Wicker, Hyde-Smith Call on Biden Administration to End War on U.S. Oil & Gas
As Interior Dept. Mulls “No Lease Option,” Senators Encourage 10 Lease Sales in Gulf of Mexico
October 3, 2022
WASHINGTON – U.S. Senators Roger Wicker, R-Miss., and Cindy Hyde-Smith, R-Miss., joined a group of Republican Senators in demanding the Biden administration end its assault on domestic oil and gas production and continue to sell oil and gas leases on federal land and water.
The push comes in response to the U.S. Department of Interior’s draft proposal for the Outer Continental Shelf Oil and Gas Leasing Program, in which the Department hinted that it might cancel future lease sales for the next five years. The Senators additionally call for 10 lease sales in the Gulf of Mexico to counter the potential of the Department’s decision.
“American families are struggling to keep up with rising costs due to inflation, high energy prices, and persistent supply chain issues,” wrote the Senators. “It is our obligation to do everything within our power to help ease these burdens and remove this uncertainty for both Americans and our allies.”
“One of the most effective ways we can do this is to increase future domestic oil and natural gas production through long-term leasing certainty,” continued the Senators. “The Department can help domestic energy production and put American energy consumers first.”
Sen. Bill Cassidy, R-La., spearheaded the letter, which was also signed by U.S. Senators John Barrasso, R-Wyo., Jim Inhofe, R-Okla., Jim Risch, R-Idaho, John Cornyn, R-Texas, John Kennedy, R-La., Ted Cruz, R-Texas, Steve Daines, R-Mont., Tom Cotton, R-Ark., Kevin Cramer, R-N.D., Dan Sullivan, R-Alaska, Mike Braun, R-Ind., James Lankford, R-Okla., John Hoeven, R-N.D., Roger Marshall, R-Kan., Cynthia Lummis, R-Wyo., Thom Tillis, R-N.C., Mike Crapo, R-Idaho, and Lisa Murkowski, R-Alaska.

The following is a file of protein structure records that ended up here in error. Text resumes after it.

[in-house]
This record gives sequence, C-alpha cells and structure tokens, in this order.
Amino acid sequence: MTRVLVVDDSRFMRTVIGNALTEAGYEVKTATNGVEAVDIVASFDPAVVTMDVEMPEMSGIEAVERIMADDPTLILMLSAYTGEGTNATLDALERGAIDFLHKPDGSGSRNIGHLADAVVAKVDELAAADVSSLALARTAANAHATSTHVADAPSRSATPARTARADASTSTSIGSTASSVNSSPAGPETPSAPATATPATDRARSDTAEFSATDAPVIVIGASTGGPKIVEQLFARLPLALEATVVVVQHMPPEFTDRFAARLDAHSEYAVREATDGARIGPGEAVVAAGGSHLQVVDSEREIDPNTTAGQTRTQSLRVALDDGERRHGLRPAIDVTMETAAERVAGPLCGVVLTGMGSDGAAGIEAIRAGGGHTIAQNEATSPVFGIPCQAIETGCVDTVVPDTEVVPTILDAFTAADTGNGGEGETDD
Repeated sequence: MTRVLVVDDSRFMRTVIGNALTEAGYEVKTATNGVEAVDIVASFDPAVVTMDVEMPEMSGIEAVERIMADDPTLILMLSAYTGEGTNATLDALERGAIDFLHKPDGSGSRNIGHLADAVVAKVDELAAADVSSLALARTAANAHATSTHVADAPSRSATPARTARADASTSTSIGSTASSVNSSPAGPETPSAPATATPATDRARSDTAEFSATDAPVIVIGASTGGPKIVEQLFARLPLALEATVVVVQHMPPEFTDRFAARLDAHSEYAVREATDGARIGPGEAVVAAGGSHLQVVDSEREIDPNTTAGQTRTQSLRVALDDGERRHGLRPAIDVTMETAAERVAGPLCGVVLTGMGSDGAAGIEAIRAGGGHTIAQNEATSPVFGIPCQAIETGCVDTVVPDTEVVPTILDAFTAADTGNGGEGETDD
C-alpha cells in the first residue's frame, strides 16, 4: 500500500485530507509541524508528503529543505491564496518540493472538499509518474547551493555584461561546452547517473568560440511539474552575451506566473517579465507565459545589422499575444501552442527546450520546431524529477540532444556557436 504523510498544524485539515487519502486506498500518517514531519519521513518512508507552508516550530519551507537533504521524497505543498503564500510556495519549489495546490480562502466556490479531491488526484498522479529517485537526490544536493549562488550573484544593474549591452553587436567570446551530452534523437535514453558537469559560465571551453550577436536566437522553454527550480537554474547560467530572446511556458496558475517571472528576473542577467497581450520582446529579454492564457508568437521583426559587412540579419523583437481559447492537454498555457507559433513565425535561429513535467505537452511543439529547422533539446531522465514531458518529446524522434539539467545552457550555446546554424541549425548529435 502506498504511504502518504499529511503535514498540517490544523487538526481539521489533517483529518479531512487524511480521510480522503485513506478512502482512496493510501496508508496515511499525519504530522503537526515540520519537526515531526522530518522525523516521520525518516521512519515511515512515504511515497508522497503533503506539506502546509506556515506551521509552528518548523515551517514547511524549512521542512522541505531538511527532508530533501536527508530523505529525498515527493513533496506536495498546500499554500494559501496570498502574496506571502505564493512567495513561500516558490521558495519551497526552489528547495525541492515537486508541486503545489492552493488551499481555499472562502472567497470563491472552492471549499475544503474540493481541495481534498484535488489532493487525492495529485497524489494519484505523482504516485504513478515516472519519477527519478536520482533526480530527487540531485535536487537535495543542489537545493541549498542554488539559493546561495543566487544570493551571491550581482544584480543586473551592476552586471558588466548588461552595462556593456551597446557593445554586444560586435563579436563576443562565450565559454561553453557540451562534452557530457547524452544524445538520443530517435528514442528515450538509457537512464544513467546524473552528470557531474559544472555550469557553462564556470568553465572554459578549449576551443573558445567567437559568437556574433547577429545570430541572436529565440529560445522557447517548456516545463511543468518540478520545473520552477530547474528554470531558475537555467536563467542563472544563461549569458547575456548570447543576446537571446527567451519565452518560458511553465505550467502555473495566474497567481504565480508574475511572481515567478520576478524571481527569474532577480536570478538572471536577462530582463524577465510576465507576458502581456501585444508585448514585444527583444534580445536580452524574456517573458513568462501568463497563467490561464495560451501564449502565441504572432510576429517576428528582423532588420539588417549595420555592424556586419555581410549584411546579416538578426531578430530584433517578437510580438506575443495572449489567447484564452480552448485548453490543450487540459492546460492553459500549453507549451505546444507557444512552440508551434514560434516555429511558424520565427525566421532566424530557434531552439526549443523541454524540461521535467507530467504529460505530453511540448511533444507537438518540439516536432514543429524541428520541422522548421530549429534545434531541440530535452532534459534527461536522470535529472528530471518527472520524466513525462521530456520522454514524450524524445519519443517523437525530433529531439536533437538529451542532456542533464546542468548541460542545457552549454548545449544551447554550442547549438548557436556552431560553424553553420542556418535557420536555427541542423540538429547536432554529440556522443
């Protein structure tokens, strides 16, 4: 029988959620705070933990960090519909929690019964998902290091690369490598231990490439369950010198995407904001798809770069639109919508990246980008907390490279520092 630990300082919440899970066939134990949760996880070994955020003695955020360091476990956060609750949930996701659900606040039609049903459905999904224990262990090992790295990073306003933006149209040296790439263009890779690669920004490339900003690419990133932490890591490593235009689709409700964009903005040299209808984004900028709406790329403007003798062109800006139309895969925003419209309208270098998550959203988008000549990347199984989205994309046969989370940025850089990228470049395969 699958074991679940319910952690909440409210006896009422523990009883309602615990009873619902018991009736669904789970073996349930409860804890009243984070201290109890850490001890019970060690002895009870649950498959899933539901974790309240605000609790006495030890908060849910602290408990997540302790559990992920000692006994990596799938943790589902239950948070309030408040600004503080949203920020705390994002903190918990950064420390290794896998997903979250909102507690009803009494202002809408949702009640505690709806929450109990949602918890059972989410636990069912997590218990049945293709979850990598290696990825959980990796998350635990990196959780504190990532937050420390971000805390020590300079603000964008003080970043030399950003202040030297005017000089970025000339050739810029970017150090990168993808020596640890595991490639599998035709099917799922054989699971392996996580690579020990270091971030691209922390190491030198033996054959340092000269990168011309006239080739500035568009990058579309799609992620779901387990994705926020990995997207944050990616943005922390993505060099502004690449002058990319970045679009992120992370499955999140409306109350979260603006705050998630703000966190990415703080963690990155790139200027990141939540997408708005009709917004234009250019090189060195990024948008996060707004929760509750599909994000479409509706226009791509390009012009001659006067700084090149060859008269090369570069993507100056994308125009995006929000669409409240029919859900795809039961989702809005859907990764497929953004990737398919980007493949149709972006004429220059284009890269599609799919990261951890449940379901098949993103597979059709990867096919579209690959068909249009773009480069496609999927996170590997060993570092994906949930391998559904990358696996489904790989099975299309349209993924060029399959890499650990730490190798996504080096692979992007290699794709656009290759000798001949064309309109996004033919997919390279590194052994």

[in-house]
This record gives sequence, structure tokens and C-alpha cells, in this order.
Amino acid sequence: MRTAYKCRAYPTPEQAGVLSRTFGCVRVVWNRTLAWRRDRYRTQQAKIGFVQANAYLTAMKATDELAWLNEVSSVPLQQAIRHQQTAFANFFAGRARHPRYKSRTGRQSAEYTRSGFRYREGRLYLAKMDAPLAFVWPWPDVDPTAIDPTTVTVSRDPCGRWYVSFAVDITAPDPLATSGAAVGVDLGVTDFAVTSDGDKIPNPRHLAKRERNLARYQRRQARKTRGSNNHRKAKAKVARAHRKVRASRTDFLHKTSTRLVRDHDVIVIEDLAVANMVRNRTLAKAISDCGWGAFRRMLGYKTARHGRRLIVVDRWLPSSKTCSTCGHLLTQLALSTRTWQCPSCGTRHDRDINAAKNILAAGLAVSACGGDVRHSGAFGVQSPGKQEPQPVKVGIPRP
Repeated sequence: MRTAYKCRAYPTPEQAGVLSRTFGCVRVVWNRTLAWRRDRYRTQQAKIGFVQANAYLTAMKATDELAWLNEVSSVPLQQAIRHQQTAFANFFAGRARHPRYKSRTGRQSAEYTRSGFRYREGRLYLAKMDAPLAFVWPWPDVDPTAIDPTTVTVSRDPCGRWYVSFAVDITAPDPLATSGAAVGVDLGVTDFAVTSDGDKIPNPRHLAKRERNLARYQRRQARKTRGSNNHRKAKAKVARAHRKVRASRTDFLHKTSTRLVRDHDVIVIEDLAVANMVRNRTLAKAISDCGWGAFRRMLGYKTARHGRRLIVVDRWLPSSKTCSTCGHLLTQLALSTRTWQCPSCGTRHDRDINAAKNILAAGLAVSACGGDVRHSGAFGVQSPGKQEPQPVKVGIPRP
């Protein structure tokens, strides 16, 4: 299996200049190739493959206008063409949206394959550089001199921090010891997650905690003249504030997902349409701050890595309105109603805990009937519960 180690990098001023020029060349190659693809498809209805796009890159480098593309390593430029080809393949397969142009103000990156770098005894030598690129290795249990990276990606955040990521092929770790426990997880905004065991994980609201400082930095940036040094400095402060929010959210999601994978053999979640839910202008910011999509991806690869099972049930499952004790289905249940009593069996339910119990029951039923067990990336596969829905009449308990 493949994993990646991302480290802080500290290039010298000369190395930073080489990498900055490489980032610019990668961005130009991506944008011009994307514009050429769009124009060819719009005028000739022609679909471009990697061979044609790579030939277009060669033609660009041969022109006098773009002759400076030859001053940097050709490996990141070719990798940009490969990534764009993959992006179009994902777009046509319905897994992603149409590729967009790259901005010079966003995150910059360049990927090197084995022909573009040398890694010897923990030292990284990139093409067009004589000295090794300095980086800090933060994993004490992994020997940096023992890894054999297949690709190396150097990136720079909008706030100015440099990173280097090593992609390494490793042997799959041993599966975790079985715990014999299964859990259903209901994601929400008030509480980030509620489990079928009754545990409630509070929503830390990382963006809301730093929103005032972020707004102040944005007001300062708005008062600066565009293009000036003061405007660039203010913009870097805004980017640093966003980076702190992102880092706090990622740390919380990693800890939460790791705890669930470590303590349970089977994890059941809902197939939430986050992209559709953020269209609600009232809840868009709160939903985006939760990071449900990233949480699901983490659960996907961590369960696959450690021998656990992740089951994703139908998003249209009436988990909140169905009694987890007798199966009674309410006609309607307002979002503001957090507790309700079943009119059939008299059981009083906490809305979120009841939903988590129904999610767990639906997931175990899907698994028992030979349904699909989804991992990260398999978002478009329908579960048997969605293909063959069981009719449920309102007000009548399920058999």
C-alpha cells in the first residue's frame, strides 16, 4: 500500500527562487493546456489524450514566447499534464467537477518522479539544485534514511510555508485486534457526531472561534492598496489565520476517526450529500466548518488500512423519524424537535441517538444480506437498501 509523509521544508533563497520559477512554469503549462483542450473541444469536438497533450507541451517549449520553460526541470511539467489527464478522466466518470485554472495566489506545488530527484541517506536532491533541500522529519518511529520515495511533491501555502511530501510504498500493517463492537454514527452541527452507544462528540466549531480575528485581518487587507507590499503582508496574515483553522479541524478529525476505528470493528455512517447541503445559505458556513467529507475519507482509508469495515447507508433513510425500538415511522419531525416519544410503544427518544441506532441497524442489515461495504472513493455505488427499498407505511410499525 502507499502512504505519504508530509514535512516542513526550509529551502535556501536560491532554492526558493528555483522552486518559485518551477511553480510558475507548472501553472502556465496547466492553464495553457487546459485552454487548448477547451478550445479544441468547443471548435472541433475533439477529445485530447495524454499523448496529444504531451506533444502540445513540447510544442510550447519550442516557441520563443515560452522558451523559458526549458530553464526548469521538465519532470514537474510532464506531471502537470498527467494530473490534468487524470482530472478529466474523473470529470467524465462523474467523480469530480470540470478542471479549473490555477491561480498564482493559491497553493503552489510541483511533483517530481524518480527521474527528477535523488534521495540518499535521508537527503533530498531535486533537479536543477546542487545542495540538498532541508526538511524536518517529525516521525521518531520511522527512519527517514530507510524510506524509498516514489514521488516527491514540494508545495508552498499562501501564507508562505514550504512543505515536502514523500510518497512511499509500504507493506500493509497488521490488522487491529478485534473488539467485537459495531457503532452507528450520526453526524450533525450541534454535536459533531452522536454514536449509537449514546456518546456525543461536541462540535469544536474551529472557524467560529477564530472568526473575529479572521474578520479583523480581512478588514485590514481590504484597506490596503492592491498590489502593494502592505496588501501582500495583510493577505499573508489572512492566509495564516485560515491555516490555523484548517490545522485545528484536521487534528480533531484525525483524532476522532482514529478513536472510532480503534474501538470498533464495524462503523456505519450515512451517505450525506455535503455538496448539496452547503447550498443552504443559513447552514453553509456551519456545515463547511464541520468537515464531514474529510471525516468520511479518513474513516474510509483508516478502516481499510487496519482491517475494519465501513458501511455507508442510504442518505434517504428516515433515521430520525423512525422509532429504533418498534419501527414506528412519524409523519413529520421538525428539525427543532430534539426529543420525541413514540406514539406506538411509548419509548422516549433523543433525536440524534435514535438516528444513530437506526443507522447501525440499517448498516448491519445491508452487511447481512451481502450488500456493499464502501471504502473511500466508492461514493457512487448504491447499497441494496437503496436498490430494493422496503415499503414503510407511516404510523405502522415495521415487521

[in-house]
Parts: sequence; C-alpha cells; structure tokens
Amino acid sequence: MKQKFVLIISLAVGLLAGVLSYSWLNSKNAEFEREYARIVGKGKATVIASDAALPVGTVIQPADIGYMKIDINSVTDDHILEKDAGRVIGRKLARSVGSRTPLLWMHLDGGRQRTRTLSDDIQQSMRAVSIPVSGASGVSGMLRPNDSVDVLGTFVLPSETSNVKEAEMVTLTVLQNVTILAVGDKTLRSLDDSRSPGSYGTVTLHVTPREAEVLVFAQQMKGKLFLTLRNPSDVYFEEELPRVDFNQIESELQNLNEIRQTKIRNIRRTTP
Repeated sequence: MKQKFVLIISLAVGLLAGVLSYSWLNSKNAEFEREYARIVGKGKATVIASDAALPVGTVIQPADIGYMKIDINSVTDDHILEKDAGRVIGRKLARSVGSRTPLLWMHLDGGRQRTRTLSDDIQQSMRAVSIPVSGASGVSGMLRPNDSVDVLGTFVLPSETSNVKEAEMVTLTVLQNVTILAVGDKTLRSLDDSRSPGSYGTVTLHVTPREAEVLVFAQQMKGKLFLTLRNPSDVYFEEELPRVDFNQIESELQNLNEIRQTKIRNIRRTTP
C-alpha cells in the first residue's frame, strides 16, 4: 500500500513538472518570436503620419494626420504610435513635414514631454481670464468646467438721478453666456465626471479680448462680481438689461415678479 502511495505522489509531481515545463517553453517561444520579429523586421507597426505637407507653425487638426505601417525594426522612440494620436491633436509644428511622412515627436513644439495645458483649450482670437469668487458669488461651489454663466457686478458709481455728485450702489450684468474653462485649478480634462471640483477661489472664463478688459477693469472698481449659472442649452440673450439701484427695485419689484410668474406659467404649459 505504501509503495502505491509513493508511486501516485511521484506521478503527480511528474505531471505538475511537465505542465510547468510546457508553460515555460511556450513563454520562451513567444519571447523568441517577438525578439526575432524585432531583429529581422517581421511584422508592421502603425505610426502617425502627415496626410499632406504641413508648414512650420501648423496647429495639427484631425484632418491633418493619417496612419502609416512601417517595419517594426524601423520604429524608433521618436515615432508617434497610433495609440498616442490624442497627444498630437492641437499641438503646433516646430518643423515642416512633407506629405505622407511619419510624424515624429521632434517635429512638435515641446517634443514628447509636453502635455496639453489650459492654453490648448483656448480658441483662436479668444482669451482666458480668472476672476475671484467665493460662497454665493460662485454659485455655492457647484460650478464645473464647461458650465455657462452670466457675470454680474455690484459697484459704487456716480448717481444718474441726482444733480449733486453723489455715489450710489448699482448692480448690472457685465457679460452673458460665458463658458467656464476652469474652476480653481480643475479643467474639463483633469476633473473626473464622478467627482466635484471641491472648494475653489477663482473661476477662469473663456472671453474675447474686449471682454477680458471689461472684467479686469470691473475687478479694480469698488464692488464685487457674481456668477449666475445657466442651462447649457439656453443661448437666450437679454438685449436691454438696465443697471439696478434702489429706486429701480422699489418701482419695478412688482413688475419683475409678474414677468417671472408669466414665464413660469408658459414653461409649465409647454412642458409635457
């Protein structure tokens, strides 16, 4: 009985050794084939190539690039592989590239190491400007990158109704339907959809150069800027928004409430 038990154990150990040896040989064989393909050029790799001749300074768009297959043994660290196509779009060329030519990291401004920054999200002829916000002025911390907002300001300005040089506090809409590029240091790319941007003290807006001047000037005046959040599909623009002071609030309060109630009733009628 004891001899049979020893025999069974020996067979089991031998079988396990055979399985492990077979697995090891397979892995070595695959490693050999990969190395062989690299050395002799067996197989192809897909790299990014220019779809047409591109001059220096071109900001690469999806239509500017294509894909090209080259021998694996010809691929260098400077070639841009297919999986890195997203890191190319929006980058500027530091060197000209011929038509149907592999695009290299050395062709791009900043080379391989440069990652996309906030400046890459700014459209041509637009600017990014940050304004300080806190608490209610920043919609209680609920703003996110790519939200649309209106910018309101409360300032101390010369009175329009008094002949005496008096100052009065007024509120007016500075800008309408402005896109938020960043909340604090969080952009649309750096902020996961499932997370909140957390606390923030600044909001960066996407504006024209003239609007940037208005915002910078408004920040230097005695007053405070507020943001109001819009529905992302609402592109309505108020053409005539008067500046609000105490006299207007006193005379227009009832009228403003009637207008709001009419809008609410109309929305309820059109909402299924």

Read the full letter here or below:
Dear Secretary Haaland:
We are writing regarding your July 1, 2022, release of the “Proposed Program” for the Interior Department’s Outer Continental Shelf Oil and Gas Leasing Program. While the release of a “Proposed Program,” after months of delay, is a step in the right direction, we are concerned by the Department’s suggestion that a no lease option is a possibility for the final program. Further, failure to conduct any lease sales which encourage bidding could, as the Department says, cause increased air emissions from substitute production, primarily from overseas imports. We are also closely monitoring efforts by the administration to halt lease sales or to make lease sales economically unattractive in order to discourage bidding.
American families are struggling to keep up with rising costs due to inflation, high energy prices, and persistent supply chain issues. In addition, local businesses that are part of the ecosystem of U.S. energy production are being confronted with decisions that impact their employees and employees’ families due to uncertainty about future natural resource development. Also, our allies in Europe are facing an energy crisis forcing the closure of manufacturing businesses and impacting supply chains which also leads to inflationary pressures throughout their economy. It is our obligation to do everything within our power to help ease these burdens and remove this uncertainty for both Americans and our allies.
One of the most effective ways we can do this is to increase future domestic oil and natural gas production through long-term leasing certainty. That is why we are encouraging 10 lease sales in the Gulf of Mexico and one lease sale in the Cook Inlet in the next five-year offshore leasing program.
The Department can help domestic energy production and put American energy consumers first. While the Department has awarded leases to the high bidders in Lease Sale 257, the Department should also 1) conduct the three congressionally mandated offshore lease sales with economically competitive terms and robust acreage that will attract significant industry interest; and 2) offer quarterly lease sales with desirable acreage across federal lands. Finalizing the five-year program with a commitment to semi-annual area-wide lease sales will also be a big step for American energy security and demonstrate to the American people the administration is serious about actions that can contribute to lower energy costs.
We appreciate your attention to this matter and look forward to seeing the release of the Final National OCS Program for 2023-2028.